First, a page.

Try (and it is easy for me to say) to look after yourselves and spoil yourselves, the waiting is always the worst.
Let please do let us know how you get on.

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You sound so organised and together @vicster I’m full of admiration for your positive attitude and hope that you find the answers that you’re looking for. I’m afraid that as a mere man I can’t give you any advice on pregnancy as I was born as one of the inferior gender :smirk:


Hi Vicster,

I’m sure every woman of childbearing age has felt the exact way you are right after diagnosis, I know I did!
Like you I spoke with an obstetrician and haematologist about the risks and what would be involved if I got pregnant.
As we are high risk, we are advised to birth in a consultant led maternity unit, so that they can spring into action if required, and they monitor you very well throughout labour. When you become pregnant you have an appointment quite soon after and then you see the midwife quite frequently too. I was at the doctors one week and the hospital the next, so they monitor you very well.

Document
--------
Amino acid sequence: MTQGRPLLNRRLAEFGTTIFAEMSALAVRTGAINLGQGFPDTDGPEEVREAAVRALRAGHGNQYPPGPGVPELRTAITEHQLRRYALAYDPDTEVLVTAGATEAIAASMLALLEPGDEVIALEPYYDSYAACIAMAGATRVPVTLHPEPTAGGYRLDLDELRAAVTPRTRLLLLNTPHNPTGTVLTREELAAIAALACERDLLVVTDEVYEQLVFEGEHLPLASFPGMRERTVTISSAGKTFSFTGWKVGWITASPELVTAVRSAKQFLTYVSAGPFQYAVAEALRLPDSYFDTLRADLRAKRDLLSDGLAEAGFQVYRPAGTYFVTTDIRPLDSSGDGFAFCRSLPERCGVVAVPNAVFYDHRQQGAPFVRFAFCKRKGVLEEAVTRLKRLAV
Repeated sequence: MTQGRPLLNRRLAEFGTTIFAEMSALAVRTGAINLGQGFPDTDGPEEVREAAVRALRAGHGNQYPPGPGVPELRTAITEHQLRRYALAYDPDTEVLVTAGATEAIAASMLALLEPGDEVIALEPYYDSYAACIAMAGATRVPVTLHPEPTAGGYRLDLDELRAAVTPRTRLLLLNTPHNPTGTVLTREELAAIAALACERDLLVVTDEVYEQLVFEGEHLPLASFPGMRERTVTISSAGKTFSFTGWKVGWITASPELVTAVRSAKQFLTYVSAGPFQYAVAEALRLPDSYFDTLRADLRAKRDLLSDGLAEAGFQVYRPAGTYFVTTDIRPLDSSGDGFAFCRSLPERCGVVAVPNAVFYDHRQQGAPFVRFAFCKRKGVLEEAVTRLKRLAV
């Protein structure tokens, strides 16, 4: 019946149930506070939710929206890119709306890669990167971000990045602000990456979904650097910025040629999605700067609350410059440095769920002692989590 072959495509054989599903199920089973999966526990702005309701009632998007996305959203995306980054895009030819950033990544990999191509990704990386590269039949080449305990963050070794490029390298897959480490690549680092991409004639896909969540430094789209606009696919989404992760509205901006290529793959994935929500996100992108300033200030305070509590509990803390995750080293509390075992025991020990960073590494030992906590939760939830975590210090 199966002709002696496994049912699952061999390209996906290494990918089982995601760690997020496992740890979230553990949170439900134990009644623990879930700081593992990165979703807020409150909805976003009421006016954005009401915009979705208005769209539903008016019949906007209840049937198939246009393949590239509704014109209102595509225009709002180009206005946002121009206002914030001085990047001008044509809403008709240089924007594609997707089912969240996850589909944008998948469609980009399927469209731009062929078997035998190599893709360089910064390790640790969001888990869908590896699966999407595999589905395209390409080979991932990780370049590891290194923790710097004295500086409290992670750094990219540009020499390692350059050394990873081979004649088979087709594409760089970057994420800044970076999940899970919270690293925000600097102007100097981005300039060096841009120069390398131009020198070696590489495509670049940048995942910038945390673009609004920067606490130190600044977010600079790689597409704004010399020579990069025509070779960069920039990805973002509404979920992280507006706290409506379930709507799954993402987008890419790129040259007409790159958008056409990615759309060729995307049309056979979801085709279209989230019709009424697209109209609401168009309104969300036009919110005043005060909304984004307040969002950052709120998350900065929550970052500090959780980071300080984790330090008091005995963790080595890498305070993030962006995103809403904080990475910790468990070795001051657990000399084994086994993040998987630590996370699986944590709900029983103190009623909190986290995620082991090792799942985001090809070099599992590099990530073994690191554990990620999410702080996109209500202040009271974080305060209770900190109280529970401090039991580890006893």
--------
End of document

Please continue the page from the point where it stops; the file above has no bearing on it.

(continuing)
You are advised to take heparin injections instead of the aspirin daily, as taking aspirin when pregnant can affect the baby (they would explain all of this in the initial appointment).
Except for the countless appointments, my pregnancy was a good one, without any issues, which is good as I also have an autoimmune disorder to factor in too.

Try not to stress about it, just have fun trying for a baby for now, and contact your consultant if you get a positive test in due course. Hope you hear about your appointment soon, so that you know where you stand.

Dawn x


Thank you so much @Dbird76 your pregnancy experiences were so useful.
I wonder what the whole experience felt like for you without the support of this forum.
Although you say how brilliant your medical team was did you have any other support?
How was it emotionally for you at that time?